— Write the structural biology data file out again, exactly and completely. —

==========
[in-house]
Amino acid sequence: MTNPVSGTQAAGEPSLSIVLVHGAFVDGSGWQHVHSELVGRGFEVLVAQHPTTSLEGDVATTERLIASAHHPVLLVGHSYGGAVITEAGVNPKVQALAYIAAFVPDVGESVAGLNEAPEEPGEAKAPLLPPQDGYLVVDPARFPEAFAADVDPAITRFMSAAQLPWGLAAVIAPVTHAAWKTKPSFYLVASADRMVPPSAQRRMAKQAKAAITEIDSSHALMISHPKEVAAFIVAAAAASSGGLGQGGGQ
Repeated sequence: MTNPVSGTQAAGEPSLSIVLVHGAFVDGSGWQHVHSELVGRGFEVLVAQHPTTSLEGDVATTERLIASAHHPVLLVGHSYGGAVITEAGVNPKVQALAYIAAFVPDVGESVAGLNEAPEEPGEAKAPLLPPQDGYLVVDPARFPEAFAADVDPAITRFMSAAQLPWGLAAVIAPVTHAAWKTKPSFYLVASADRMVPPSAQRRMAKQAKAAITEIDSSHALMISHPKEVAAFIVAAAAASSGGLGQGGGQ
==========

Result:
[in-house]
Amino acid sequence: MTNPVSGTQAAGEPSLSIVLVHGAFVDGSGWQHVHSELVGRGFEVLVAQHPTTSLEGDVATTERLIASAHHPVLLVGHSYGGAVITEAGVNPKVQALAYIAAFVPDVGESVAGLNEAPEEPGEAKAPLLPPQDGYLVVDPARFPEAFAADVDPAITRFMSAAQLPWGLAAVIAPVTHAAWKTKPSFYLVASADRMVPPSAQRRMAKQAKAAITEIDSSHALMISHPKEVAAFIVAAAAASSGGLGQGGGQ
Repeated sequence: MTNPVSGTQAAGEPSLSIVLVHGAFVDGSGWQHVHSELVGRGFEVLVAQHPTTSLEGDVATTERLIASAHHPVLLVGHSYGGAVITEAGVNPKVQALAYIAAFVPDVGESVAGLNEAPEEPGEAKAPLLPPQDGYLVVDPARFPEAFAADVDPAITRFMSAAQLPWGLAAVIAPVTHAAWKTKPSFYLVASADRMVPPSAQRRMAKQAKAAITEIDSSHALMISHPKEVAAFIVAAAAASSGGLGQGGGQ